All positions on this important public policy matter will be considered, and individual responses held in confidence.
In the name of transparency, I would like you to know I voted ‘NAY’ on Connecticut’s Clean Air Act in May of 2022. I did so NOT in opposition to a clean energy transition but for its rushed timing, overall, the vote was contentious and divided. If you’d like to understand my reasoning, I’ve summarized below.
I have significant concerns about the timing and unintended consequences of the proposed bans, beginning with their potential financial impact on families and businesses already grappling with the high costs associated with today’s high inflation and interest rates. We live in one of the nation’s most energy-expensive states, in part due to Connecticut’s very fragile electric grid. You need only look at your electric bill to see federal and state governments are already taxing CT consumers with a “Congestion” surcharge, as well as infrastructure subsidies. Our grid itself is a limiting factor and, in my studied opinion, along with my experience working with California on its 2008 Global Warming Solutions Act, I do not believe Connecticut’s present grid will be ready to shoulder the load of a rapid move to full electrification of transportation – now, or by 2035. The problem is, California has had a 15-year head-start working on solutions for their motor vehicle regulatory edicts and technology.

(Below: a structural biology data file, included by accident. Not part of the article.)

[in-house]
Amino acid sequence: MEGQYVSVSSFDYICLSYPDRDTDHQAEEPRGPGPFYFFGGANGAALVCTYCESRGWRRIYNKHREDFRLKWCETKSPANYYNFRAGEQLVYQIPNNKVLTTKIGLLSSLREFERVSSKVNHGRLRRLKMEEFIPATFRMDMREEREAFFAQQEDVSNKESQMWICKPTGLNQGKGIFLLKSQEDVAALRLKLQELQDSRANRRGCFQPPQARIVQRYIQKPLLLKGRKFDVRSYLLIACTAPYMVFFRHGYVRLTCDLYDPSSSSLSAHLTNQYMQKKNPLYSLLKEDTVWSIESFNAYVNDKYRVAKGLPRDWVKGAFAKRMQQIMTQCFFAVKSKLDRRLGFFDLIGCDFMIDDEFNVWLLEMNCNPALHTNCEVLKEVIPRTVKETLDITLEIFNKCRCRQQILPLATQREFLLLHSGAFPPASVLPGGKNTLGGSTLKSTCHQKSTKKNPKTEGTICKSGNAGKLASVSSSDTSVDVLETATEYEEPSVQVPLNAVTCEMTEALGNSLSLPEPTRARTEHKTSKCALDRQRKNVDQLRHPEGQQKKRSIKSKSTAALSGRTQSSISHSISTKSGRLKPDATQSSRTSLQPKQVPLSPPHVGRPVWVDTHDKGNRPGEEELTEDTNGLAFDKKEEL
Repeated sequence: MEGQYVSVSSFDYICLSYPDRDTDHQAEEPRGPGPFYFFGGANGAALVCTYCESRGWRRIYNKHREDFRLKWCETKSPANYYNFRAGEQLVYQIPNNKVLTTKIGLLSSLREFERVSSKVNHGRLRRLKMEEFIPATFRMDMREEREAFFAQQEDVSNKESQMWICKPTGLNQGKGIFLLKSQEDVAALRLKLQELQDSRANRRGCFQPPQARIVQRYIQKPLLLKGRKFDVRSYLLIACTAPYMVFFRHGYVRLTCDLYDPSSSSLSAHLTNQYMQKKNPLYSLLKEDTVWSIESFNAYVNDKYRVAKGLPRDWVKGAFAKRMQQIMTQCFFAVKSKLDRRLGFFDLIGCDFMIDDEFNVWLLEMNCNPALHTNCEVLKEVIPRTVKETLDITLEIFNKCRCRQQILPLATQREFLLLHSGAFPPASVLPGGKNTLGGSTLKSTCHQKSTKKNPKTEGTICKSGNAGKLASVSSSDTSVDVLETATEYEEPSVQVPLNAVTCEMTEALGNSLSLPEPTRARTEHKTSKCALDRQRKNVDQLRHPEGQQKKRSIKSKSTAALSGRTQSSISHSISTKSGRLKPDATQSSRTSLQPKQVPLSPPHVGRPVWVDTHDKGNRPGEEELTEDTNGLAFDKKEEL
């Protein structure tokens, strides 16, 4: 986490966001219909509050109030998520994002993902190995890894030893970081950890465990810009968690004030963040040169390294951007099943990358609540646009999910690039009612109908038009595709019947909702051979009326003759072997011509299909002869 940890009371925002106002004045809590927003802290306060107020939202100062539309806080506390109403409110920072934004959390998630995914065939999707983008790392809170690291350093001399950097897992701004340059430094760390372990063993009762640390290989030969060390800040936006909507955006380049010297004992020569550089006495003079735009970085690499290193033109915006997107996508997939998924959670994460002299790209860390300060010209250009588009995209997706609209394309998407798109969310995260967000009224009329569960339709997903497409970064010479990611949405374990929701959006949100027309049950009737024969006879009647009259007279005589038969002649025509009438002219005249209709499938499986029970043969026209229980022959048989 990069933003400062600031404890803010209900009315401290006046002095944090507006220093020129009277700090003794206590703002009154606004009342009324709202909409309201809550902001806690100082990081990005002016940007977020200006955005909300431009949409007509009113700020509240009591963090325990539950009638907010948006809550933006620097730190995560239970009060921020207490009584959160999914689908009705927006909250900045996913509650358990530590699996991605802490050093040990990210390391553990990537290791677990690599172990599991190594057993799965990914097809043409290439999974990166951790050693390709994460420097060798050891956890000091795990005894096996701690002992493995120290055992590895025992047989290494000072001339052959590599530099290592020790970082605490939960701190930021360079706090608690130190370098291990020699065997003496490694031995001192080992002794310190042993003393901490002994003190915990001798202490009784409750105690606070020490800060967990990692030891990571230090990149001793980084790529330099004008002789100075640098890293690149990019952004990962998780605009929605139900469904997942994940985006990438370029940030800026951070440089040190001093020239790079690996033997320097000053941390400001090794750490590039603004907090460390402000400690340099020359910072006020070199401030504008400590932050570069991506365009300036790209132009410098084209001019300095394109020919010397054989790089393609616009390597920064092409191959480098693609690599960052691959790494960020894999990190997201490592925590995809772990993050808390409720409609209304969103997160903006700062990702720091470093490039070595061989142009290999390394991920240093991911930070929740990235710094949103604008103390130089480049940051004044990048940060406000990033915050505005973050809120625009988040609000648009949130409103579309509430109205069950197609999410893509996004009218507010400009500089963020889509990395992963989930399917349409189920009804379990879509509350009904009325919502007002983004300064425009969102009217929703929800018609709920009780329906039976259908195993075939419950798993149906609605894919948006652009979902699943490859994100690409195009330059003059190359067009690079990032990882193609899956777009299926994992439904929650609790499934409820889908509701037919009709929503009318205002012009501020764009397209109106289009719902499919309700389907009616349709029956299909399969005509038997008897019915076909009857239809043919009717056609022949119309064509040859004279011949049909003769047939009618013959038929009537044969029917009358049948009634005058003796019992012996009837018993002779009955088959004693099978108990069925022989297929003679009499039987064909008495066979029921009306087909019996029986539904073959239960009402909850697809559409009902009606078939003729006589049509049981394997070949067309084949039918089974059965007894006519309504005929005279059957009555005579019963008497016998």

While I believe it is foregone conclusion that CO2 emissions reduction, cleaner transportation and green energy generation are our future, I’ve always been of the mind that transitions are best handled in stages, and only accelerated to the point of emergency action in terms of the rush to develop solutions, the technology needed for a diversified transition, and in ways that do not damage our economy or leave us without solutions for toxic byproducts we may unintentionally create without immediate mitigation strategies.
The 2035 standards being proposed by Governor Lamont and DEEP Commissioner Dykes were adopted from California’s 2008 Global Warming Solutions Act, our nation’s most aggressive emissions regulations. Our fragile grid and a profound lack of charging infrastructure, puts us at a 15-year disadvantage versus our friends in California.
As a happy owner of a plug-in vehicle, I experience our lack of infrastructure first-hand every day, and have very few options, other than doing 95% of my charging at home, for lack public charging. In Connecticut, we are late to California’s party and will need more time and resource flexibility to develop and build-out practical, affordable capacity.
Thank you in advance for your consideration. As with all state matters, please feel free to reach out with questions, or for further discussion.
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